CIFOZ president, Christian Matope also painted a gloomy picture saying industry players are currently vulnerable.

“Currently there is a lot of idle, underutilised equipment because the current volume of work is very low. There is no long term financing for capital projects. Financiers are also charging higher interest rates. We appeal for concessionary rates like those being offered to agriculture to allow retooling,” Matope said. “We also call on government to expedite the proposed construction Bill, which is meant to regulate the industry. It’s now more than a decade.”

Zimbabwe’s economy has become palpable and it has devolved into a crisis. It is expected to contract by a negative 6,5% this year. Now, the construction sector has become the harbinger of sharp contraction in the economy. At its peak in mid 1990s, the construction industry, used to employ more than 50 000 people but the figures have plummeted to less than 10 000.

Bernard Musarurwa, the president of ZCIA, a body which represents all players in the build environment namely engineers, architects, CIFOZ, ZBCA and real estate industry agreed with Mangwendeze and Matope.

“We have serious problems in the sector including lack of funding because we have no foreign currency. If we are told to go and look for example, elsewhere, we can’t sustain projects. It poses a big challenge for the sector,” Musarurwa said.

“The Procurement Regulatory Authority of Zimbabwe (PRAZ) Act stipulates that if the price varies by 25%, the client has the right to cancel the contract. It makes sense, because the rate is now 1:15 it’s quite a headache for us. We also have a situation where local players are left out of projects. Foreigners such as the Chinese are favoured. Our people are completely left out.”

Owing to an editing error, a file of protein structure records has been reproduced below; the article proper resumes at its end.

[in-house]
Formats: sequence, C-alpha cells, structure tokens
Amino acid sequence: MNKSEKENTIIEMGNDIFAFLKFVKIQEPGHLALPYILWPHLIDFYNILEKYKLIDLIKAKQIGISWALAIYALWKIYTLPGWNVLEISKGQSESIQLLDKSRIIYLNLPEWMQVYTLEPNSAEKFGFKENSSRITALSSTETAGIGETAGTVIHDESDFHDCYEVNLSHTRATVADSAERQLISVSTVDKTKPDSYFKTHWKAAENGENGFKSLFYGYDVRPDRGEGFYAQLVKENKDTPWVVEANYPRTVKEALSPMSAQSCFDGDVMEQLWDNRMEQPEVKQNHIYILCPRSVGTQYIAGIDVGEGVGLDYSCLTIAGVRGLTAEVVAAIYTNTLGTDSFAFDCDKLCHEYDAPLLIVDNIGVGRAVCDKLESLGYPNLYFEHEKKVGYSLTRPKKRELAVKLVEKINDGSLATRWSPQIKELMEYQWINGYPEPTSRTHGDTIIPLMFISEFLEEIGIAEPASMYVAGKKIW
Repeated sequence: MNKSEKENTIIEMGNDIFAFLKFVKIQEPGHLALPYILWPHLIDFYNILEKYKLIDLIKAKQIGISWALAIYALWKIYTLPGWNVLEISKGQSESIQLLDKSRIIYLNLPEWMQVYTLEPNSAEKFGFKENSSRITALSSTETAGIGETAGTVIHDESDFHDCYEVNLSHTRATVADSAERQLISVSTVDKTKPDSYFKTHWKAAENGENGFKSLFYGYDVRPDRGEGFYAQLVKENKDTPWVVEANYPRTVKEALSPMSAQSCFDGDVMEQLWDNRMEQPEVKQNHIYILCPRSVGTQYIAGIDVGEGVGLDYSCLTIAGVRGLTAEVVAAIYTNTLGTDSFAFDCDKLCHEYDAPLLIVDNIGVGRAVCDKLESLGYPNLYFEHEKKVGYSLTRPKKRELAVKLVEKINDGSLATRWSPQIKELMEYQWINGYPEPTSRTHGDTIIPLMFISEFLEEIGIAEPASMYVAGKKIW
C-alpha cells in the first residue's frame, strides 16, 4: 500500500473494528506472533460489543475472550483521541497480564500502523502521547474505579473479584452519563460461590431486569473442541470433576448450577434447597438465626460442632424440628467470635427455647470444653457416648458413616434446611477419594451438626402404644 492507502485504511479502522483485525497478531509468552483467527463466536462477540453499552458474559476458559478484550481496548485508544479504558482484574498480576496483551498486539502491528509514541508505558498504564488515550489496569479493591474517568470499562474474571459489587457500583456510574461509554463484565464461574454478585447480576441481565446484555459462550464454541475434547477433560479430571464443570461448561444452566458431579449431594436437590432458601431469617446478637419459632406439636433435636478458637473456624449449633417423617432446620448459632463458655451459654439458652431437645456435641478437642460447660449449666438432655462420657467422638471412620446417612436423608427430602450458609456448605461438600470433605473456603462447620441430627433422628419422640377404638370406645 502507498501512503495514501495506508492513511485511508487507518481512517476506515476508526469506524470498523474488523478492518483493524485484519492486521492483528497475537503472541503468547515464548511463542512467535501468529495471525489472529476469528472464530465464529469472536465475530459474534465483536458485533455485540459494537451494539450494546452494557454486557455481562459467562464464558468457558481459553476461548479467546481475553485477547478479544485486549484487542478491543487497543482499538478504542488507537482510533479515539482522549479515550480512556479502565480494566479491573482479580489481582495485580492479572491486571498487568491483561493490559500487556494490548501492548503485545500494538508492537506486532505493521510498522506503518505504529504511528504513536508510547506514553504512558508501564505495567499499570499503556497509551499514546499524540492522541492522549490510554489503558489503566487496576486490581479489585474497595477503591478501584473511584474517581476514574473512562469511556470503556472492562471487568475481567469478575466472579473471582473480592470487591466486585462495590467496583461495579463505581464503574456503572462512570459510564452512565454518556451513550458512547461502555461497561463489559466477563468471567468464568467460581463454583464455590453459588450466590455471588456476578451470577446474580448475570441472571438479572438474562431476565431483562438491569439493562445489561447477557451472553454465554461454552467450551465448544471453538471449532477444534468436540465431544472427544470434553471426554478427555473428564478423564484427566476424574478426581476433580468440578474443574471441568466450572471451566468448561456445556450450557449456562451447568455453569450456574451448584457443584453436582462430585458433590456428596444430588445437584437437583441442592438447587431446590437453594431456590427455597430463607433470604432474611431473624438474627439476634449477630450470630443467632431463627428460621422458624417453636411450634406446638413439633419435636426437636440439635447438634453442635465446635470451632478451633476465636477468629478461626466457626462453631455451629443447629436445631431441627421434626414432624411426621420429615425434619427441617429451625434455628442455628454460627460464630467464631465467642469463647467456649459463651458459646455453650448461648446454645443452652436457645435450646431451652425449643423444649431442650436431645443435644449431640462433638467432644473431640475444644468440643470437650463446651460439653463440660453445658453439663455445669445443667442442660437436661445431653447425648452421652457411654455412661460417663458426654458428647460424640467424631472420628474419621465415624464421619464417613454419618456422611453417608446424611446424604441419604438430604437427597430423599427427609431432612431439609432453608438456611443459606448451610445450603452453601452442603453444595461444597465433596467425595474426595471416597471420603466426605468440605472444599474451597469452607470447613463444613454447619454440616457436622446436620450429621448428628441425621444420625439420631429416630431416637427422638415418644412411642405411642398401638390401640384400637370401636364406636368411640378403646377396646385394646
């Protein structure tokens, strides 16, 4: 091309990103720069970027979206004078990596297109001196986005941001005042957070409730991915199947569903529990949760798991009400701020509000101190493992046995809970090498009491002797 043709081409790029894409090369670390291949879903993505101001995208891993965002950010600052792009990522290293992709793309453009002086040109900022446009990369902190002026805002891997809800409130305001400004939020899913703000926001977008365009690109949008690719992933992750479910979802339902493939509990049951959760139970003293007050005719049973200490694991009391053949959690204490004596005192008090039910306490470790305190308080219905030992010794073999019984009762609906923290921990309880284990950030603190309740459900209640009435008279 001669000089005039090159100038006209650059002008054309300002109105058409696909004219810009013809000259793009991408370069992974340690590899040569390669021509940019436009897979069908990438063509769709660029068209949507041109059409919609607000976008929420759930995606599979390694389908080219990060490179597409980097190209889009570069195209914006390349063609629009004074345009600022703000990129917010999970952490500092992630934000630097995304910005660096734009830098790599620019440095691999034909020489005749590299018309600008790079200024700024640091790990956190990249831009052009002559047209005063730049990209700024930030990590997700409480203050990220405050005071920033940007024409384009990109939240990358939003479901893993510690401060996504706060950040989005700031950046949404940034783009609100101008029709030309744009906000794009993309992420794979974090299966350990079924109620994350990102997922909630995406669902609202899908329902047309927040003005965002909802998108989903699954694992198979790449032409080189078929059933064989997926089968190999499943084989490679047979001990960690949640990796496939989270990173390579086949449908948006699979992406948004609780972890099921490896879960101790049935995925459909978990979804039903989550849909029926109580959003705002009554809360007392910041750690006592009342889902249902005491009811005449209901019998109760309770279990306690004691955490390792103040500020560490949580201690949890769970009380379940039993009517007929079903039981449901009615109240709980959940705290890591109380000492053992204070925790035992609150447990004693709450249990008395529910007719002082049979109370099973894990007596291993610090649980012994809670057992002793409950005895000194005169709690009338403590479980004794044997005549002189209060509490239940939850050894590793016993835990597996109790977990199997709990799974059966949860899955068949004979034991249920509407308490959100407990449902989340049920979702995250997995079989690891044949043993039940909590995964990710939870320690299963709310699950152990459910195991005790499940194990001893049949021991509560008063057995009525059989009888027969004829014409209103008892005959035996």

The proposed law has provisions for the establishment of a Construction Industry Council, which would regulate contractors. This would protect the public from substandard products and workmanship, as well as control the influx of foreign players into the country’s construction sector. Director of quantity surveying in the Local Government Ministry, Mike Dzimati said: “I am taking the Bill as my responsibility. I will chase it up.”

ZCIA members also want PRAZ to simplify tendering procedures. They also want PRAZ to register their members only. But PRAZ director for capacity building, Clifford Gondo said the procurement regulator does not ask for proof of membership when registering consultants. Instead, procuring entities have such responsibility.

“To this end the authority has developed and implemented a fair, transparent and equitable framework for the registration of bidders or contractors. This framework includes the compilation of an annual list of registered bidders and contractors that are eligible to bid and to be awarded contracts with procuring entities,” Gondo said.